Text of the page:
As Christians we don’t close our eyes to reality and blindly endure trials refusing to give in to our desires for absolutely no good reason.
Instead we refuse to listen to our evil desires and choose to trust God because we are convinced of certain truths about Him. We know God and that changes everything.
To get a little more specific, we know God is all good all the time no matter what.
“Every good thing given and every perfect gift is from above, coming down from the Father of lights…”
If you have something good and perfect in your life, you want to know where it’s from, bank on it, it’s from God. If something is good, if it is noble, if it is beautiful, if it is of value, if something is perfect, if it is complete, if it is mature, it is a divine gift. Every single good thing in our lives is from above, coming down from the Father of lights.
The phrase ‘Father of lights’ is a Jewish way of describing God as the creator of the heavens. You look up at the stars, the heavens, the sun; God is the creator of all those things. Here James uses this phrase as a metaphor. Obviously as you think about light, you think about purity and holiness. By calling God the Father of lights, James is describing God as the creator of all that is good and all that is holy. As we look at the good gifts in our life, we need to remember that they have come down from God, who is the Creator of the heavens. James describes these perfect gifts as continually coming down on us. God is just pouring out good gifts on us.
It’s easy to complain when we are in trials, but we need to remember the good gifts God has given us.
That’s usually the last thing you want to do when you are hurting. Your trials warp your perspective and it can become difficult to think of anything good. But make it a practice to stop and consider all the reasons you have to give thanks to God.
You can begin with common grace; things like your job, your health, and your family. All that’s from God.
If you are an unbeliever, do you realize everything good in your life is from God? Jesus points this out in Matthew 6:44 where he commands Christians to love their enemies so they can be like God. “I say to you love your enemies and pray for those who persecute you so that you may be sons of your Father in heaven…” If you are rejecting God, it’s really so sad because you are rejecting the source of all good.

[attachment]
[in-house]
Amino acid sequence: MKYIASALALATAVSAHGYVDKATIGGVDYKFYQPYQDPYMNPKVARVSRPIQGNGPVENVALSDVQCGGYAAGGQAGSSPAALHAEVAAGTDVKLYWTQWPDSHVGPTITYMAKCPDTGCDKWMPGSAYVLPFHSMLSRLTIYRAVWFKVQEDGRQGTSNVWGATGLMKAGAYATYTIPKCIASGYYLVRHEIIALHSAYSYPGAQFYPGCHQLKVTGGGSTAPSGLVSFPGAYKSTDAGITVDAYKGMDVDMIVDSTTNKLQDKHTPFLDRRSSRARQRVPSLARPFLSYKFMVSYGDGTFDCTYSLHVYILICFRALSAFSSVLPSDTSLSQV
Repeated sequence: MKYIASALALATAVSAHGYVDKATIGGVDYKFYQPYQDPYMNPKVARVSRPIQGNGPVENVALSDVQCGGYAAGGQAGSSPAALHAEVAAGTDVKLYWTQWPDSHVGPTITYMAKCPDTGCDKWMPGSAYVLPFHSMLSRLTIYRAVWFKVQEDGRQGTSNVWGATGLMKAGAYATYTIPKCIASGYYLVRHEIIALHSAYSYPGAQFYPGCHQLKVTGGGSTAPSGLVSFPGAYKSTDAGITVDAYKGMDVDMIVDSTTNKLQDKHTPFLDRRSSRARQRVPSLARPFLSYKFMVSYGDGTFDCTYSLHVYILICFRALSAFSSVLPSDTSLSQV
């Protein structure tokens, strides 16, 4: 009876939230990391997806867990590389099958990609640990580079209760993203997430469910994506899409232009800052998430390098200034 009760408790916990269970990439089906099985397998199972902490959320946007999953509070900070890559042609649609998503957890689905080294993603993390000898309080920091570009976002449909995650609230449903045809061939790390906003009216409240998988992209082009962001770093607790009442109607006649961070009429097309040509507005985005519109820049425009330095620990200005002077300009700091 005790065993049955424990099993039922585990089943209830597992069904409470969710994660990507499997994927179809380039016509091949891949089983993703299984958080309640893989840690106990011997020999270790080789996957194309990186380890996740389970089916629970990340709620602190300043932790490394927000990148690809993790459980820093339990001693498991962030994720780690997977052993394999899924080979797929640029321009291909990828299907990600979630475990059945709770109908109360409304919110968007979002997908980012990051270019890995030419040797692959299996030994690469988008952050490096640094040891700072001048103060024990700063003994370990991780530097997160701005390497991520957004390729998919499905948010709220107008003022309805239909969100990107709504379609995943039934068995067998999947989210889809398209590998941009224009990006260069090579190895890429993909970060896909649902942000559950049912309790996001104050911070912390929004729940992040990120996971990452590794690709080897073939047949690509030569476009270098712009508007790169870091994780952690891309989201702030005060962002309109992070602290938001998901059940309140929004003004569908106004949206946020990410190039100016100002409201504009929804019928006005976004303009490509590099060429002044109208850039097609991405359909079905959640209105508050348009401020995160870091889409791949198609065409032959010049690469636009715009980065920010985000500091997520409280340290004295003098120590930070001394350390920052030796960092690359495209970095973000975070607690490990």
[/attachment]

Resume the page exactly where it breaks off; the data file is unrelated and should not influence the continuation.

But James is not merely pointing to God’s common grace. He’s primarily referring to God’s special grace. He’s calling on you to consider the spiritual blessings in your life.
As a believer, when you are faced with a trial, you need to learn to stop and consider your spiritual privileges. If you need a place to start, begin by considering Jesus Christ. He is the ultimate expression of God’s mercy, kindness, grace and goodness.
Just think John 3:16: ‘For God so loved the world that He gave us His only begotten Son.’ That’s an amazing statement. As Geoffrey Thomas explains, you’d expect that verse to read “God so loved his Son hat he gave him the world. But it is the world of sinners that God loves, and he gives to that world his own Son. … Paul says, “He loved me and gave himself for me” (Gal. 2:20). He is the God who gives himself to every believer. Saul of Tarsus was a cruel bigot, but the Father of the heavenly lights gave up his own Son for him. It is so personal and passionate a commitment…. He gives forgiveness of my sins, and reconciliation with alienated divinity. He gives [the believer] the righteousness of Christ, and the indwelling of the Holy Spirit, the adoption of sonship, the inheritance of the saints and the hopes of heaven…” God gave us His Son – what a gift. “…the Creator of the rolling spheres, He who is ineffably sublime; the one in whom are hid all the treasures of wisdom and knowledge – and he’s mine: the one who is the brightness of God’s glory and the express image of his person – and he’s mine: the good Shepherd: my prophet, priest and king: the one who has no restrictions, and no boundaries save his own determination and purpose – he is given to me ! He plants his footsteps in the seas for me, and rides upon the storms as he comes to me. He nourishes and cherishes me. He comes to me in my loneliness and spreads a table for me in the presence of my enemies. He fills my cup to overflowing. When the Christian looks back he says, “Goodness and mercy have followed me all the days of my life.” When he looks ahead he says, “And I will dwell in the house of the Lord for ever.” He will present me faultless before the presence of his glory in that tremendous day. Facing the future the Christian has strong hopes and a single eye, because God promises that the flood of these good and perfect gifts will never end. “Streams of mercy, never ceasing, call for songs of loudest praise.” God’s so good that He gave you His Son.
We serve a great God. It’s His nature to give. He is the giving God who gives liberally and without reproach, and everything He gives is good and perfect.
Stop and make sure you feel the force of that.
No matter what you are experiencing, you know beyond a shadow of a doubt: God is good and everything He does is good. He never does anything wrong. As John Blanchard explains, “Nothing good comes except from God, and nothing except good comes from God.”
God is good whether or not He seems good to you. It’s not about your definition of what is good. God is the standard. He defines what is good and perfect. God is doing is good whether or not you think so. God’s gifts are good whether or not you feel like they are.
The only way you are going to keep from giving in to your desires when life gets difficult is by developing firm convictions about the character of God. You need to know James 1:17 well. You need to be convinced that God is good no matter what.
But you say, “How can I be confident of that?”
We’ll look at the reason James gives us in the days ahead.